As a long-time Total Warhammer fan, I‘ve been eagerly awaiting the release of Total War: Warhammer 3. Now that I‘ve had a chance to complete a full campaign, the question on every fan‘s mind is: does Warhammer 3‘s campaign live up to the hype?
In my expert opinion, yes – Warhammer 3‘s campaign is good overall. It‘s an incredibly deep and engaging strategy experience. However, some design flaws like the chaotic endgame hold it back from matching the height of Mortal Empires in Warhammer 2.
The Highs and Lows of Warhammer 3‘s Campaign
Let‘s start by recapping the main pros and cons of Warhammer 3‘s core campaign gameplay:
- Jaw-dropping visuals, cutscenes, and art design that pull you into the dark fantasy world
- Four highly distinct playable races with diverse playstyles and mechanics
- The classic, satisfying Total War gameplay loop enhanced to new heights
- Survival battles add an exciting twist on sieges
- Overhauled diplomacy with new strategic depth
- Technical issues like turn time lags and stuttering
- Realm of Chaos becomes repetitive and limiting
- Simplistic siege battles outside of survival mode
- Steep learning curve for new players
- Chaotic endgame that loses direction
So in summary, Warhammer 3 executes exceptionally on core gameplay, visual presentation, and narrative. But it stumbles on technical aspects, campaign pacing, and approachability.
Warhammer 3 Campaign vs. Previous Total War Titles
To fully evaluate Warhammer 3‘s campaign merits, we should see how it compares to previous Total War titles. Let‘s look at some key metrics:
|Game||Main Campaign Length|
|Rome 2||60-100 hours|
|Warhammer 1||60-120 hours|
|Warhammer 2||80-160 hours|
|Warhammer 3||70-140 hours|
Warhammer 3‘s campaign duration falls in the middle of the pack – longer than early historical titles but shorter than Warhammer 2‘s Mortal Empires.
Warhammer 3 has the steepest learning curve out of any Total War besides perhaps Three Kingdoms. The chaos realms, demonic gifts, god-specific mechanics, and survival battles add layers of systems to master.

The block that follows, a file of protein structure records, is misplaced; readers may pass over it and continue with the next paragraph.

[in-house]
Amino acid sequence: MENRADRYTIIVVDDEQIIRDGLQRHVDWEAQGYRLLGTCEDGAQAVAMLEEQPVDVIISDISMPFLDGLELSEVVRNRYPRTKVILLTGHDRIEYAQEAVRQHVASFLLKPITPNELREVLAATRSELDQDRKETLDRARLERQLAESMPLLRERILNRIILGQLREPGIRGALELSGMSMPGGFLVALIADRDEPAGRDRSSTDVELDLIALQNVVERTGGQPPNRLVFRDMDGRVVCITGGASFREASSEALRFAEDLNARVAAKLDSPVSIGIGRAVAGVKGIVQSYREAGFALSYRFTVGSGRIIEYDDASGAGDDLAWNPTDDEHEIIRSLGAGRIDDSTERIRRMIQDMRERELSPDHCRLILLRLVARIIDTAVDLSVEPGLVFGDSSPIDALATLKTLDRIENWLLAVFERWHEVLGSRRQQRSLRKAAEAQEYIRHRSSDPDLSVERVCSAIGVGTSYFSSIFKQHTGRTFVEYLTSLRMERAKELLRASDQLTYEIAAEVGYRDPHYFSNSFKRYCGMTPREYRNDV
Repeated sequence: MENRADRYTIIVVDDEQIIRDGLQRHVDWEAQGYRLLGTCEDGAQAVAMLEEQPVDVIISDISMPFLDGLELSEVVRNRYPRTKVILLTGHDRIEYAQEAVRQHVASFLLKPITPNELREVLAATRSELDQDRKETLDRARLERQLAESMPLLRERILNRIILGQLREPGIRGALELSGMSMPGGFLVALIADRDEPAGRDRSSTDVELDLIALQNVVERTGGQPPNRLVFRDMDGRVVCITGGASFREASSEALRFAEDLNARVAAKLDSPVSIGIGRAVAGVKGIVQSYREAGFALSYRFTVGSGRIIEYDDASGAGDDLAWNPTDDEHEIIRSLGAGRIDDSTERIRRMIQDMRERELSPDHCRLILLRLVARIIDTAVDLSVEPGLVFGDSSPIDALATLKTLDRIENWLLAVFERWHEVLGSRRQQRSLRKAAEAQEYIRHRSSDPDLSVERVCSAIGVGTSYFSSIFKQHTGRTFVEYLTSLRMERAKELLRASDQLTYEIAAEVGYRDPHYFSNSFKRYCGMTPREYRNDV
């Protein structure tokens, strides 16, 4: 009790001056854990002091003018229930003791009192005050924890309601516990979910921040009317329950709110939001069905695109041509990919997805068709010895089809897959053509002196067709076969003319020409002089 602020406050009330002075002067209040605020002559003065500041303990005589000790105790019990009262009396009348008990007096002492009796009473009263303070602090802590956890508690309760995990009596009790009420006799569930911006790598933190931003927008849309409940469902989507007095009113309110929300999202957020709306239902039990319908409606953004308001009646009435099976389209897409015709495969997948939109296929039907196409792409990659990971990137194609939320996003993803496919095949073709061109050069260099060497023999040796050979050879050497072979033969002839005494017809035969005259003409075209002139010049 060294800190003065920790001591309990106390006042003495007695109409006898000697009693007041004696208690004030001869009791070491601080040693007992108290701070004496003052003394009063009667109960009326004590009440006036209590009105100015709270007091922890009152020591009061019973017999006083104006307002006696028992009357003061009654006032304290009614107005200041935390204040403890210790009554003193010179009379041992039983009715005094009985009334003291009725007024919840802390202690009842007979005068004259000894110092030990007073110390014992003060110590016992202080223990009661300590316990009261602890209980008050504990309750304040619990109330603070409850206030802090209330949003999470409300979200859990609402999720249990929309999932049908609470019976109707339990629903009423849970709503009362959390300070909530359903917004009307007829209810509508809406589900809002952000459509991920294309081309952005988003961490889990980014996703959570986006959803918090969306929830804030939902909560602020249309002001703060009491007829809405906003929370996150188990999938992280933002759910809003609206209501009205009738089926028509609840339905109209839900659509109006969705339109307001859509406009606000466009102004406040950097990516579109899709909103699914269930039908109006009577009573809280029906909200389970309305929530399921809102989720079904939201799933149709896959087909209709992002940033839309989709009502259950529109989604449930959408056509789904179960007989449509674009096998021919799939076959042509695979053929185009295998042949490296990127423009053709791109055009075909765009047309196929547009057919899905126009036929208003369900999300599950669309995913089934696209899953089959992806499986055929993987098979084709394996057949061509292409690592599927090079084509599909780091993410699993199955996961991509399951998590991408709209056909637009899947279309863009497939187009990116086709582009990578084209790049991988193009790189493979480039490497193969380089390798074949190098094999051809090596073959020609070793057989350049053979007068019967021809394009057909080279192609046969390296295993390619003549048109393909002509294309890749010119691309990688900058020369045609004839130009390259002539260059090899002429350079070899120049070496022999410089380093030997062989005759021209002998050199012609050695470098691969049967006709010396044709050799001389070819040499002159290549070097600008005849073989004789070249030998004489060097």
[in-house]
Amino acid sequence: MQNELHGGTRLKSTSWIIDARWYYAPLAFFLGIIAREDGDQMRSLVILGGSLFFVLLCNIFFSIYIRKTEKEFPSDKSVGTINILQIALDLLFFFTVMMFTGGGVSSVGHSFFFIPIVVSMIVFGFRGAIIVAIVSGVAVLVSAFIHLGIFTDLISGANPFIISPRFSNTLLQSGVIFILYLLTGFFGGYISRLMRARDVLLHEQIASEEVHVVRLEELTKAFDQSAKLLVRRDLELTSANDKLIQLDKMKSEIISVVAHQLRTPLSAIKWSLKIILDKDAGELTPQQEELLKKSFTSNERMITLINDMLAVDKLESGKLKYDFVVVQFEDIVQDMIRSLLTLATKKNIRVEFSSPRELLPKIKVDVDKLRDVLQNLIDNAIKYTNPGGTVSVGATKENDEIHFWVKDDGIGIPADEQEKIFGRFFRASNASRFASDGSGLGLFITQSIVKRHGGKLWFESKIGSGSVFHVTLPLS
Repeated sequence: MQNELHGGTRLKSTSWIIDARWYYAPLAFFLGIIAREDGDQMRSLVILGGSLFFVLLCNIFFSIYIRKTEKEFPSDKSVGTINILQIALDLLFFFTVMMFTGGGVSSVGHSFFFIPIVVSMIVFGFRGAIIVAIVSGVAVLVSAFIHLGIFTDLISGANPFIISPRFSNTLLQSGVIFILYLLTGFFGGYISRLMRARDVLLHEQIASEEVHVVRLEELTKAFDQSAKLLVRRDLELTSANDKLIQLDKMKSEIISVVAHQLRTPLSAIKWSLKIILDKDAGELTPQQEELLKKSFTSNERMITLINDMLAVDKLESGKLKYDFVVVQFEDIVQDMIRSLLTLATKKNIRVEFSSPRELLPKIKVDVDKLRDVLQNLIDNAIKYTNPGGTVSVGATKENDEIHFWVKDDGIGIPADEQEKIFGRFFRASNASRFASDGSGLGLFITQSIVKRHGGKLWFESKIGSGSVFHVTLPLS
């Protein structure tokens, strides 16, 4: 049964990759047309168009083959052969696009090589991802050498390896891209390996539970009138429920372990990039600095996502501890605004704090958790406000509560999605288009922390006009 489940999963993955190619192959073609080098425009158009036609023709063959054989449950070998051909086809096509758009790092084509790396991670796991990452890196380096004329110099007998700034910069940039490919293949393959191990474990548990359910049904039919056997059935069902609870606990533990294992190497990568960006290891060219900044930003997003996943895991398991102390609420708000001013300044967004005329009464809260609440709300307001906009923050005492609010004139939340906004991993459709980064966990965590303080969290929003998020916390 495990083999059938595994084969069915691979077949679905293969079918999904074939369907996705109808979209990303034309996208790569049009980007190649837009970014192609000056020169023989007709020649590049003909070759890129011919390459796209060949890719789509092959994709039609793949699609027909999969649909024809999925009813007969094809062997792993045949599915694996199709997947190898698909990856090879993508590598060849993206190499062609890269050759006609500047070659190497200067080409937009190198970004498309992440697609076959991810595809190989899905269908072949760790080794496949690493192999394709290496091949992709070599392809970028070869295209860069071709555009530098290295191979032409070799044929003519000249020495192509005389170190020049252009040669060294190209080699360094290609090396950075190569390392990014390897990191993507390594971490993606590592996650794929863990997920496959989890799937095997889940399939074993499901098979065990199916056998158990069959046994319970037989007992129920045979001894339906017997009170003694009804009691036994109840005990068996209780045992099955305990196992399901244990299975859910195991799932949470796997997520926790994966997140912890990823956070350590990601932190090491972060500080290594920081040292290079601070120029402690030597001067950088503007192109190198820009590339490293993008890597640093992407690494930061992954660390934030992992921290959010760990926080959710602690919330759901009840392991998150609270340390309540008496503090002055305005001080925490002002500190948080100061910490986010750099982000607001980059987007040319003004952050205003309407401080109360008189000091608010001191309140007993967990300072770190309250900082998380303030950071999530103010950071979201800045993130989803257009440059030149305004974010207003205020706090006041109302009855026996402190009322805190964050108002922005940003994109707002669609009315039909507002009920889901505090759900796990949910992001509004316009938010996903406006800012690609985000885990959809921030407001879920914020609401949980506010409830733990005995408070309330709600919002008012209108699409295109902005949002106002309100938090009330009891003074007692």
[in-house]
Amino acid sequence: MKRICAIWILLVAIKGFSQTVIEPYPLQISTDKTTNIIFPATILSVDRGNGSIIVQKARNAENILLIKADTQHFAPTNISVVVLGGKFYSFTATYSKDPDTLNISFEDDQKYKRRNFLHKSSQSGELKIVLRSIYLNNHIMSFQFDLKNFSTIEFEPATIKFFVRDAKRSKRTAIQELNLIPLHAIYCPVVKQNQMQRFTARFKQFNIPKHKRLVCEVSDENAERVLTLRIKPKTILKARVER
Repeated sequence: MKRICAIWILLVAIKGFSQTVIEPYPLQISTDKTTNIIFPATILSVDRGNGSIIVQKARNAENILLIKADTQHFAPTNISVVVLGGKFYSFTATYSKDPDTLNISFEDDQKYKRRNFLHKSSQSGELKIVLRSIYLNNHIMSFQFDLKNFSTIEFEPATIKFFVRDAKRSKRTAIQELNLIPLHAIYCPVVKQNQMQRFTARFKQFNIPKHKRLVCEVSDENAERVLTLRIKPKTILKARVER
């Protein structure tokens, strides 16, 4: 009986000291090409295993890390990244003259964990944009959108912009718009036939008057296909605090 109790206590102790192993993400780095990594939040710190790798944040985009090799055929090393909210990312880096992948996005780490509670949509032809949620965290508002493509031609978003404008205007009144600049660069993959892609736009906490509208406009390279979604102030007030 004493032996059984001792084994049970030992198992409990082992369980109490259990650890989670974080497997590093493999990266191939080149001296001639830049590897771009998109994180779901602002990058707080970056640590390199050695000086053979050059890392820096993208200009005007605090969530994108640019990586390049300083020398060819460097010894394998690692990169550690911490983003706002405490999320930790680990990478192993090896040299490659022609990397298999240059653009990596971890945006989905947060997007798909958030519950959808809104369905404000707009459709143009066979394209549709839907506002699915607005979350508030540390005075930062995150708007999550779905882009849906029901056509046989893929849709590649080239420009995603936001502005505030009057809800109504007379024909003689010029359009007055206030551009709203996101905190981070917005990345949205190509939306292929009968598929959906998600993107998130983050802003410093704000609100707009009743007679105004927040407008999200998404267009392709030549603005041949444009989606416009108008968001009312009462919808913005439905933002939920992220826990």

Unfortunately, Warhammer 3 suffers from more technical issues, slowdown, and lag than any previous Total War title at launch. Turn times can crawl past 5 minutes in the late game. Performance optimizations are sorely needed.
With 8 starting factions and 86 Legendary Lords, Warhammer 3 offers tons of replay value. Each race provides a unique experience and path to victory. Prior Total Wars had replayability around 3-5 distinct campaigns.
Many players criticize Warhammer 3‘s chaotic endgame as directionless. The journey through the demon realms also disrupts momentum. By contrast, Warhammer 2 and Shogun 2 had consistently smooth campaign pacing from start to finish.
Innovations and Standout Elements
While imperfect, Warhammer 3 introduces some campaign features that represent meaningful steps forward for the series:
- Survival battles – no more cheesing siege battles; now defending a walled settlement feels truly epic.
- Realm of Chaos – teleporting to nightmarish demon dimensions makes for tense, novel mid-game challenges.
- Sprawling map – the most detailed and massive campaign map ever in Total War, with vivid distinct regions.
These innovations push the envelope in terms of campaign scope and gameplay variety compared to older historical titles. Warhammer 3 falls short of greatness but points towards the future potential for Total War campaigns.
Suggestions for Improvement
In my first 600 hours with Warhammer 3, I‘ve identified several enhancements that could help the campaign reach its full potential:
- Performance optimization – reduce turn times and improve framerates to create smoother experience
- AI tweaks – improve siege and settlement defense tactics
- Better Chaos Realm rewards – make each realm journey feel more rewarding
- Victory condition changes – add late game threats to sustain tension after achieving daemonhood
- Co-op campaigns – deliver multiplayer campaigns with 4+ players and drop-in battles
The Verdict: A Flawed but Strong Addition
While Warhammer 3 doesn‘t claim the Total War campaign crown, it still delivers a marvelous fantasy strategy experience. The breath-taking battles and faction diversity overshadow the repetitive Chaos Realms. Technical improvements could elevate it to an all-time great Total War campaign. I wholeheartedly recommend Warhammer fans and strategy gamers play through it, temper your expectations around the endgame, and enjoy conquering a lavishly crafted new world.
In my expert judgment, Warhammer 3‘s campaign earns a solid 8/10 score – not quite the franchise pinnacle, but another jewel in Total War‘s ornate strategic crown nonetheless. I‘m eager to revisit the epic campaign once Immortal Empires brings the massive combined map. The future looks bright for Total War: Warhammer!
Let me know in the comments if you have any other questions about Warhammer 3‘s campaign strengths and weaknesses. I‘m happy to offer additional insights from the frontlines of this expansive fantasy strategy epic. See you on the battlefield!